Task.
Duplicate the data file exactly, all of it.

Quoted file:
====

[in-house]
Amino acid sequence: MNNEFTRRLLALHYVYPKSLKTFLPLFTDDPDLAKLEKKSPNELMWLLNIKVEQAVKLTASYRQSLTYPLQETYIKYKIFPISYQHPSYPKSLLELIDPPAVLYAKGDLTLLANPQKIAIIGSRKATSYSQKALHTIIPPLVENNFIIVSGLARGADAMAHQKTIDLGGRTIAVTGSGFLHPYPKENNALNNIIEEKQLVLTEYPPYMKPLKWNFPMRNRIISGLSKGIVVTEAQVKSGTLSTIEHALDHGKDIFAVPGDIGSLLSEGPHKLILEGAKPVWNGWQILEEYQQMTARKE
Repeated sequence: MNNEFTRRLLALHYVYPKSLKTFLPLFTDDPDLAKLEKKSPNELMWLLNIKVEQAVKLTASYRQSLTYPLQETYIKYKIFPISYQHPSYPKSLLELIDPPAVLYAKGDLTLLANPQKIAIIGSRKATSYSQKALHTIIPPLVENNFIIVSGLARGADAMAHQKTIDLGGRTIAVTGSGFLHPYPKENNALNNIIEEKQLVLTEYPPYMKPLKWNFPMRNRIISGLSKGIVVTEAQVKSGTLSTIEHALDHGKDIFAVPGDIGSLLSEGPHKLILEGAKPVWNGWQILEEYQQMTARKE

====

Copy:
[in-house]
Amino acid sequence: MNNEFTRRLLALHYVYPKSLKTFLPLFTDDPDLAKLEKKSPNELMWLLNIKVEQAVKLTASYRQSLTYPLQETYIKYKIFPISYQHPSYPKSLLELIDPPAVLYAKGDLTLLANPQKIAIIGSRKATSYSQKALHTIIPPLVENNFIIVSGLARGADAMAHQKTIDLGGRTIAVTGSGFLHPYPKENNALNNIIEEKQLVLTEYPPYMKPLKWNFPMRNRIISGLSKGIVVTEAQVKSGTLSTIEHALDHGKDIFAVPGDIGSLLSEGPHKLILEGAKPVWNGWQILEEYQQMTARKE
Repeated sequence: MNNEFTRRLLALHYVYPKSLKTFLPLFTDDPDLAKLEKKSPNELMWLLNIKVEQAVKLTASYRQSLTYPLQETYIKYKIFPISYQHPSYPKSLLELIDPPAVLYAKGDLTLLANPQKIAIIGSRKATSYSQKALHTIIPPLVENNFIIVSGLARGADAMAHQKTIDLGGRTIAVTGSGFLHPYPKENNALNNIIEEKQLVLTEYPPYMKPLKWNFPMRNRIISGLSKGIVVTEAQVKSGTLSTIEHALDHGKDIFAVPGDIGSLLSEGPHKLILEGAKPVWNGWQILEEYQQMTARKE